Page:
Not long ago, I highlighted a school district in Minnesota that is flipping the typical educational approach around. Students learn their lessons as "homework" and then do their assignments in class under the instruction of the teacher.
Reactions were mixed, as they always are for radical new ideas, but I was particularly intrigued by one commentator who declared vehemently:
I can't lie. I think this model is horrible. I'm not convinced that the content and difficulty level of the lessons aren't suffering. If the goal is to provide kids with extra help in mathematics a teacher can always offer extra help sessions. Parents can become more responsible in offering help as well. We need to make sure that math is taught and drilled live in a classroom so that any nuances or problems can be addressed on the spot.
Furthermore, to rely on children to watch videos at home and then "work together" to solve problems is to take a huge gamble on an educational system whose math skills are already lagging alarmingly behind much of the rest of the world's. I mean, most Americans who come out of public schools are basically mathematically illiterate compared to Chinese and Indian students of a comparable socioeconomic level.
What's utterly fascinating to me is that this commentator flat-out admits that our schools are not currently doing a good job of educating students - but then goes on to insist that if we all just put more effort into the status quo, the problems will be solved.
So what's going on here? Why insist that it's better to continue doing something that isn't working without even giving a new idea a fair chance? If educating our children is so important, why don't we want to push for a more effective system?
Perhaps it's because educating our children is... well... so important!
If that makes no sense to you, consider another critically important decision people have to make: whether or not to be organ donors.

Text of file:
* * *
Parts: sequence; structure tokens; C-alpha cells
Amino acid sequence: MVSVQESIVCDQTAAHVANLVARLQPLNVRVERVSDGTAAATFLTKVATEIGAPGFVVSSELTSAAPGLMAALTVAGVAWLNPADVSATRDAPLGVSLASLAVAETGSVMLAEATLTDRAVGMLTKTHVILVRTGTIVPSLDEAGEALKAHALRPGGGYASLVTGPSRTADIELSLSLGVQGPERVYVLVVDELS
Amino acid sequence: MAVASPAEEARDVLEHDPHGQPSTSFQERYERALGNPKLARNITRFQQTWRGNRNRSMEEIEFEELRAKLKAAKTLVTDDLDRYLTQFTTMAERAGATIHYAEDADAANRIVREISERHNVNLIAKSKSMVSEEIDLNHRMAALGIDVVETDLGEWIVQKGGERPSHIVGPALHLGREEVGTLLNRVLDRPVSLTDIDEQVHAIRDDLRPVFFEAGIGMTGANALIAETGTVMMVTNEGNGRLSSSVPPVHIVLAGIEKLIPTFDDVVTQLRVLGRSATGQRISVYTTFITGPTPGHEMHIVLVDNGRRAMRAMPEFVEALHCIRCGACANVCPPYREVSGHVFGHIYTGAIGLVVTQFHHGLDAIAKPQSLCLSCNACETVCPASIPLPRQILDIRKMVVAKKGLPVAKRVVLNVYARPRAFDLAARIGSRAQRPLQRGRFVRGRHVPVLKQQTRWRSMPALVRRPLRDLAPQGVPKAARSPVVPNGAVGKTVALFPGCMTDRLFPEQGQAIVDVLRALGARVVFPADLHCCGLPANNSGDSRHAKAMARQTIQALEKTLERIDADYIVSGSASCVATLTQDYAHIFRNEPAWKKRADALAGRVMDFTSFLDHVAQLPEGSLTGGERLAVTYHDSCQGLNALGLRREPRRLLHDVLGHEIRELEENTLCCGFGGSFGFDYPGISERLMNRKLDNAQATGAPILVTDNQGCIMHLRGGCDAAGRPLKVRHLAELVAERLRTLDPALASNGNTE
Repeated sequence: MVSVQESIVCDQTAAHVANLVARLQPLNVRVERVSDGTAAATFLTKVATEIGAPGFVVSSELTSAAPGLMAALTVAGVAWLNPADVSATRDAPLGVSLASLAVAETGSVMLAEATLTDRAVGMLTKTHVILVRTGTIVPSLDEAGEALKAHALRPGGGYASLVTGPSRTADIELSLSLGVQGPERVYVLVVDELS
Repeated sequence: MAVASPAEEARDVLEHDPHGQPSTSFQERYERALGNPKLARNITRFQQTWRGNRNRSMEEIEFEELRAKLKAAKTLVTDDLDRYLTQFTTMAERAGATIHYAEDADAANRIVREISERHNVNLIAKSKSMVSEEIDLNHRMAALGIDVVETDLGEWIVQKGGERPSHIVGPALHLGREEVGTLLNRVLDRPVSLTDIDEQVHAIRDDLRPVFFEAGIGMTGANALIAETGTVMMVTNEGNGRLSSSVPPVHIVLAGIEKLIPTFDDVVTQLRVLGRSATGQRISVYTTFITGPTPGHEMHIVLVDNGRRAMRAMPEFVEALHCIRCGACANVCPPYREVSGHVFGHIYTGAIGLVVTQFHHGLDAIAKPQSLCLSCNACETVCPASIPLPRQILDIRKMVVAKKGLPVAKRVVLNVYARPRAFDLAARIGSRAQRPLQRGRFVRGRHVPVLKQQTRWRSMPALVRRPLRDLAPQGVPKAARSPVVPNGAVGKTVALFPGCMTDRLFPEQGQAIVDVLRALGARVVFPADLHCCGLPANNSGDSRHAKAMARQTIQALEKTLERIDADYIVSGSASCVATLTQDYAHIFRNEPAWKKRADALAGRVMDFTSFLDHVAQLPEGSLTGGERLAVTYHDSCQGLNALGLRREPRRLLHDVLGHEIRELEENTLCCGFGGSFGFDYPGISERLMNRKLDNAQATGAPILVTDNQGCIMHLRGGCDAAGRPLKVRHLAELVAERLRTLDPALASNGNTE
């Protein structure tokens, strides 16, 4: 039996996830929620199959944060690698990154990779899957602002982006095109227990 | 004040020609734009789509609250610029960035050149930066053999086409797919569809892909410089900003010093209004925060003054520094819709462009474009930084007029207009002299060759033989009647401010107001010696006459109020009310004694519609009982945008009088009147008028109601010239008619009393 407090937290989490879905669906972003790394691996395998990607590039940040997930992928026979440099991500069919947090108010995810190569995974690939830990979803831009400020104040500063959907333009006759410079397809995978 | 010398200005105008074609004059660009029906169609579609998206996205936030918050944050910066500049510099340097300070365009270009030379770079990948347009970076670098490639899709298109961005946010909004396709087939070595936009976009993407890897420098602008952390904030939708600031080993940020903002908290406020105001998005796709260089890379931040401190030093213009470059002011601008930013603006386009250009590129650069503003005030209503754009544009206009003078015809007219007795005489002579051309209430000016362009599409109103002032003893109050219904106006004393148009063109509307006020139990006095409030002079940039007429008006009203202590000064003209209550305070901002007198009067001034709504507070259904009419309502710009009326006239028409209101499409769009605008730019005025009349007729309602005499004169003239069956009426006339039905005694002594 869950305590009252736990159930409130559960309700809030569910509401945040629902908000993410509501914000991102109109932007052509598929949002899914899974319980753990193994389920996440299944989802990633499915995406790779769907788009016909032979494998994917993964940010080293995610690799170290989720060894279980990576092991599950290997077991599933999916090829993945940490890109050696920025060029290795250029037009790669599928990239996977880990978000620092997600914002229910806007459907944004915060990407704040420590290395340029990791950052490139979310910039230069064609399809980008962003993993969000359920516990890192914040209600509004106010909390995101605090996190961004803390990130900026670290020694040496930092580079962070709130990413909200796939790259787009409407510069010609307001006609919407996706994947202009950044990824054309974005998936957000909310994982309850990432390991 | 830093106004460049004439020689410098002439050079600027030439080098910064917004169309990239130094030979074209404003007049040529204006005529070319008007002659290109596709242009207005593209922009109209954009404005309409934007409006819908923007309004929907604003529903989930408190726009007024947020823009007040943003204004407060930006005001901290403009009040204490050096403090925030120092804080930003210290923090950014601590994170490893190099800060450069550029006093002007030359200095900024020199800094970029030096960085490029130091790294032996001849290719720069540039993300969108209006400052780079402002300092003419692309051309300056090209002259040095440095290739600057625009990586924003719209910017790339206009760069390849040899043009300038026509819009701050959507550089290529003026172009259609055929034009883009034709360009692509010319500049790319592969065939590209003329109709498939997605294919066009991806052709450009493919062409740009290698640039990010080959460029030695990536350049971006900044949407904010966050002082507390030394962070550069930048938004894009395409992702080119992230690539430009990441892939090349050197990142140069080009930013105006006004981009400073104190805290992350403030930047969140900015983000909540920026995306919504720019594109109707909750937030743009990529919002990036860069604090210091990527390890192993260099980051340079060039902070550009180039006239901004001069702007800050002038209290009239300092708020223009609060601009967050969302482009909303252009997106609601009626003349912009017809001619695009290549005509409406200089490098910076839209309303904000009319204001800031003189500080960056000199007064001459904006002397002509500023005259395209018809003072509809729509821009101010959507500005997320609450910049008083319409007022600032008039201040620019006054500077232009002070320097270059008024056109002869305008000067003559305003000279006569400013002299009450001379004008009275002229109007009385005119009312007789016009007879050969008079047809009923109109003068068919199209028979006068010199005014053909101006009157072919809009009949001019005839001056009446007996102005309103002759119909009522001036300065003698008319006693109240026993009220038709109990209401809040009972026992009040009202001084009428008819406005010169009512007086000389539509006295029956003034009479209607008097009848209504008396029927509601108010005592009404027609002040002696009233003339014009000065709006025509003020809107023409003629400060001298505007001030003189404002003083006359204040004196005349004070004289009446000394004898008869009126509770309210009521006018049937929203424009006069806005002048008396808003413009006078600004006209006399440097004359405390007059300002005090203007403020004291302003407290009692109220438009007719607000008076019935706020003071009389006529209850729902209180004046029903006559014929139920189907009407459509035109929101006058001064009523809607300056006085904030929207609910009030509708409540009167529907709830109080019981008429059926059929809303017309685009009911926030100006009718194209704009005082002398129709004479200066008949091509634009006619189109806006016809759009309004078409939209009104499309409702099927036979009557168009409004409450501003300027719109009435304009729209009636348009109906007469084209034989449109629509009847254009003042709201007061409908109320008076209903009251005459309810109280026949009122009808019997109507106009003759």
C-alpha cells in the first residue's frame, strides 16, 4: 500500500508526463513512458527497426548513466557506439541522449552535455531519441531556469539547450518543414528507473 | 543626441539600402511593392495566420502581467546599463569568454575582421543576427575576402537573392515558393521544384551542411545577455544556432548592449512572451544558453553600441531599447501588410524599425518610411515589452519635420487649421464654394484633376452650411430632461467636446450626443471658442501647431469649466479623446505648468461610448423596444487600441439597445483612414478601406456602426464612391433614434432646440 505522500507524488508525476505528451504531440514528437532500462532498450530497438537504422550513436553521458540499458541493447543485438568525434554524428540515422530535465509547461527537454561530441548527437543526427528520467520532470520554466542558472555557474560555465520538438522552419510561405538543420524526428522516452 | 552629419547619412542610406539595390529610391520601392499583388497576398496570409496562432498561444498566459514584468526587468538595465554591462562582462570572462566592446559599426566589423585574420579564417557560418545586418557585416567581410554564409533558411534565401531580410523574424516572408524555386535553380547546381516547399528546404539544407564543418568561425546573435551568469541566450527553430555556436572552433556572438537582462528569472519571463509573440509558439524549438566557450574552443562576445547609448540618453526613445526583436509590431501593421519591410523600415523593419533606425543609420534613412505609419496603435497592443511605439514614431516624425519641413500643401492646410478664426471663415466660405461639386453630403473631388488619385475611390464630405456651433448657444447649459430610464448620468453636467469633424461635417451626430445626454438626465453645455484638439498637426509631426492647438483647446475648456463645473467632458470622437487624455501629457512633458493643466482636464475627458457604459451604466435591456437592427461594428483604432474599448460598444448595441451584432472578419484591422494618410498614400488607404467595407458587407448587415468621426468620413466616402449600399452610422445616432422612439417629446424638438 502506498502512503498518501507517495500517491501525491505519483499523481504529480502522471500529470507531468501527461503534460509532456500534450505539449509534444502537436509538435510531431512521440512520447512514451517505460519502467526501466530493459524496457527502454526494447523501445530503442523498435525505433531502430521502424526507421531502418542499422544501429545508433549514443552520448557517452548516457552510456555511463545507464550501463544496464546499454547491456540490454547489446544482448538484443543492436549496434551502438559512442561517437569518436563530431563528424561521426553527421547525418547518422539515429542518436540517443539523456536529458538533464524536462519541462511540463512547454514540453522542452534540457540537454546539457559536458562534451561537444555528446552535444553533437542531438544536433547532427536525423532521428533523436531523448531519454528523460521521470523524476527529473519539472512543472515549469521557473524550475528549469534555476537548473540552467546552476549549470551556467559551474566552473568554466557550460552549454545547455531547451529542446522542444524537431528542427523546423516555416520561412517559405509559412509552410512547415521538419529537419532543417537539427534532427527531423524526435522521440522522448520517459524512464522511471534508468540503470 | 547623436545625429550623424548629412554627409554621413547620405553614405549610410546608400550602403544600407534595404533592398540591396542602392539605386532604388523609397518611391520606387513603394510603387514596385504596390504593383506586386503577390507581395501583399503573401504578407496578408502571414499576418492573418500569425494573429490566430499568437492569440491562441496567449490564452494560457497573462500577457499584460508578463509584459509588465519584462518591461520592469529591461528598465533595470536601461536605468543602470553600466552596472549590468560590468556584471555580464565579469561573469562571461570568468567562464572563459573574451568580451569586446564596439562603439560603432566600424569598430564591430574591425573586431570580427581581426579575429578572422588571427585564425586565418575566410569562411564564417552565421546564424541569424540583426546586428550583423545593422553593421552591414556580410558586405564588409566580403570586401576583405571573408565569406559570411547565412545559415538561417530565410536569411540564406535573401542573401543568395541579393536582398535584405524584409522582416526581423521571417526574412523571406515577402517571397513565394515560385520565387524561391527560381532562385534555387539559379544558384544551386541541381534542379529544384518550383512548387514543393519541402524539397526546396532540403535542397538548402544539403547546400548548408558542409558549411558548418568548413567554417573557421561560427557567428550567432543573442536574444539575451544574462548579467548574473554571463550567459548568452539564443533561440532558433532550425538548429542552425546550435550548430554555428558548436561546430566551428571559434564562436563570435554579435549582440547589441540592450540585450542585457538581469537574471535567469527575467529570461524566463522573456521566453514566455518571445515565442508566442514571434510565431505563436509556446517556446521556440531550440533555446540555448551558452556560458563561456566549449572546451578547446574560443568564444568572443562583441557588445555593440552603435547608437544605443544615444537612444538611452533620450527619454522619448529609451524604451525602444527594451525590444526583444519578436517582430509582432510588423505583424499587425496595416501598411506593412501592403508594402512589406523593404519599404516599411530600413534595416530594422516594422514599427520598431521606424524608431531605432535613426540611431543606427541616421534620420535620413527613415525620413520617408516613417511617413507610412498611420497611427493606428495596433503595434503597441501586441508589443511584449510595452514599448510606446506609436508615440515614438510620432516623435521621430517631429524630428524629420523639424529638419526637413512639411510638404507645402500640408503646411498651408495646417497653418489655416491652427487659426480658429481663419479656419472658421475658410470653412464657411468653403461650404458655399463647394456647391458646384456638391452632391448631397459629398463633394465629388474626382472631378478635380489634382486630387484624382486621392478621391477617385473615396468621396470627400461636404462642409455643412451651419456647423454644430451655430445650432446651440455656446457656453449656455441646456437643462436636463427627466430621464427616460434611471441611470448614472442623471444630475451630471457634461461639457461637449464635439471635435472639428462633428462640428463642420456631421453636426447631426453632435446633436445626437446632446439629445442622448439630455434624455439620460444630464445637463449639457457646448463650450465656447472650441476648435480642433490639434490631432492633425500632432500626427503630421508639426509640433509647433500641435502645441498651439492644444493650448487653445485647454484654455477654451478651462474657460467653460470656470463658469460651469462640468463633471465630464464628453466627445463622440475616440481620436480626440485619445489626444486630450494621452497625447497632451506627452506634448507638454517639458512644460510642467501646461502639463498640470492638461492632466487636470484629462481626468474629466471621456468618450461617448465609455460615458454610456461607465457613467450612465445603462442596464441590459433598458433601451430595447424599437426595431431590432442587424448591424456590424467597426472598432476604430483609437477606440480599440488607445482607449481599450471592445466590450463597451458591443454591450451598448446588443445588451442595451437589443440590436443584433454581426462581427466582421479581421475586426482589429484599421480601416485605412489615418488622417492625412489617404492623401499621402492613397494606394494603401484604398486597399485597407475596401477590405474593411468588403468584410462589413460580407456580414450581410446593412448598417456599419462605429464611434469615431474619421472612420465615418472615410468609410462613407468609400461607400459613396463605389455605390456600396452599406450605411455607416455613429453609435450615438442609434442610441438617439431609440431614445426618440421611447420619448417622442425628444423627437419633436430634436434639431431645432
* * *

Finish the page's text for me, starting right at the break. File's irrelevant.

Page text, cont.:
In the excellent book Predictably Irrational, behavioral economist Dan Ariely writes about organ donation rates in different countries. He points out that the overwhelming indicator of whether a country has high or low organ donation rates is not based on how organ donation is viewed in the country. Actually, the main factor is whether the default organ donation option is to opt-in or opt-out on the form:
You might think that people do this because they don’t care. That the decision about donating their organs is so trivial that they can’t be bothered to lift up the pencil and check the box. But in fact the opposite is true. This is a hard emotional decision about what will happen to our bodies after we die and what effect it will have on our those close to us. It is because of the difficulty and the emotionality of these decisions that they just don’t know what to do so they adopt the default option.
And consequently, the vast majority of people are so overwhelmed by the immensity of their decision that they shy away from making the "wrong choice" and pick whatever is the default.
To me, it seems like this happens too with our educational system. Educating children is incredibly important and nearly everyone cares about it. Yet, we are still teaching in the same way we taught children to be good factory workers 50 years ago - even thought the world is a completely different place today.
It is absolutely true that educators today face incredible challenges - such as parents who are less engaged, children with more behavioral issues, increased distractions, more children coming from poverty (and all the attendant problems), etc, etc. All of those things make it harder for teachers to do their job and teach well.
But those challenges aren't going to go away, and it's naive to think that they will if everyone just tries a little harder. That ship has sailed, and the world is changed. Now it's time to design an educational system that does work for the needs of students today.
Yet instead of pushing to radically reform our school system, we instead just glop on more tests and accountability standards - without pushing for innovative changes in how people teach.
The fact is, it might be an awful idea to turn the school day around by having students learn at home and do their work/synthesize information in class. But, it is an idea and shouldn't just be dismissed out of hand. Otherwise, what we're doing is creating a stagnant educational culture in America and making it a place where innovation is not welcome.
And that, I fear, is the worst travesty of all!